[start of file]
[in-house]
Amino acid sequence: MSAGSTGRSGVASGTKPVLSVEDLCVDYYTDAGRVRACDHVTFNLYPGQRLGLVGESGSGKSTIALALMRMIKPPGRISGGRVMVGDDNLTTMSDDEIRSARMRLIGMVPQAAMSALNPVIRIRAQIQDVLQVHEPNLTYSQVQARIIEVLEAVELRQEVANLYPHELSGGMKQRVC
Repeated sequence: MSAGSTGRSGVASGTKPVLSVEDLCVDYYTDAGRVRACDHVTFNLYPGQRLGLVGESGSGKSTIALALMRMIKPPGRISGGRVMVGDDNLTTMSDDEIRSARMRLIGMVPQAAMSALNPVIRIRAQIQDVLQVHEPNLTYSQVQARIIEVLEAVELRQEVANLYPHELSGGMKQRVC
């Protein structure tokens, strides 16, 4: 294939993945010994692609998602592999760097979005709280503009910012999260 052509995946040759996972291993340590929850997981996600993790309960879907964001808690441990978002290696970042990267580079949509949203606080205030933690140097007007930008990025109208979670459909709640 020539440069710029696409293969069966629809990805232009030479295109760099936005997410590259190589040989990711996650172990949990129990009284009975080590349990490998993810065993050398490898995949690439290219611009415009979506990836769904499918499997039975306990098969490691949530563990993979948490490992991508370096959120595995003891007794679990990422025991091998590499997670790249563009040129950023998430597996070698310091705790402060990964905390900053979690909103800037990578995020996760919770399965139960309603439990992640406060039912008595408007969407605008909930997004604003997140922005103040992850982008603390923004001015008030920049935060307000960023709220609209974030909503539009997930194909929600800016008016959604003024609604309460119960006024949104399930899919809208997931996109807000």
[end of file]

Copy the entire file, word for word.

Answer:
[in-house]
Amino acid sequence: MSAGSTGRSGVASGTKPVLSVEDLCVDYYTDAGRVRACDHVTFNLYPGQRLGLVGESGSGKSTIALALMRMIKPPGRISGGRVMVGDDNLTTMSDDEIRSARMRLIGMVPQAAMSALNPVIRIRAQIQDVLQVHEPNLTYSQVQARIIEVLEAVELRQEVANLYPHELSGGMKQRVC
Repeated sequence: MSAGSTGRSGVASGTKPVLSVEDLCVDYYTDAGRVRACDHVTFNLYPGQRLGLVGESGSGKSTIALALMRMIKPPGRISGGRVMVGDDNLTTMSDDEIRSARMRLIGMVPQAAMSALNPVIRIRAQIQDVLQVHEPNLTYSQVQARIIEVLEAVELRQEVANLYPHELSGGMKQRVC
């Protein structure tokens, strides 16, 4: 294939993945010994692609998602592999760097979005709280503009910012999260 052509995946040759996972291993340590929850997981996600993790309960879907964001808690441990978002290696970042990267580079949509949203606080205030933690140097007007930008990025109208979670459909709640 020539440069710029696409293969069966629809990805232009030479295109760099936005997410590259190589040989990711996650172990949990129990009284009975080590349990490998993810065993050398490898995949690439290219611009415009979506990836769904499918499997039975306990098969490691949530563990993979948490490992991508370096959120595995003891007794679990990422025991091998590499997670790249563009040129950023998430597996070698310091705790402060990964905390900053979690909103800037990578995020996760919770399965139960309603439990992640406060039912008595408007969407605008909930997004604003997140922005103040992850982008603390923004001015008030920049935060307000960023709220609209974030909503539009997930194909929600800016008016959604003024609604309460119960006024949104399930899919809208997931996109807000």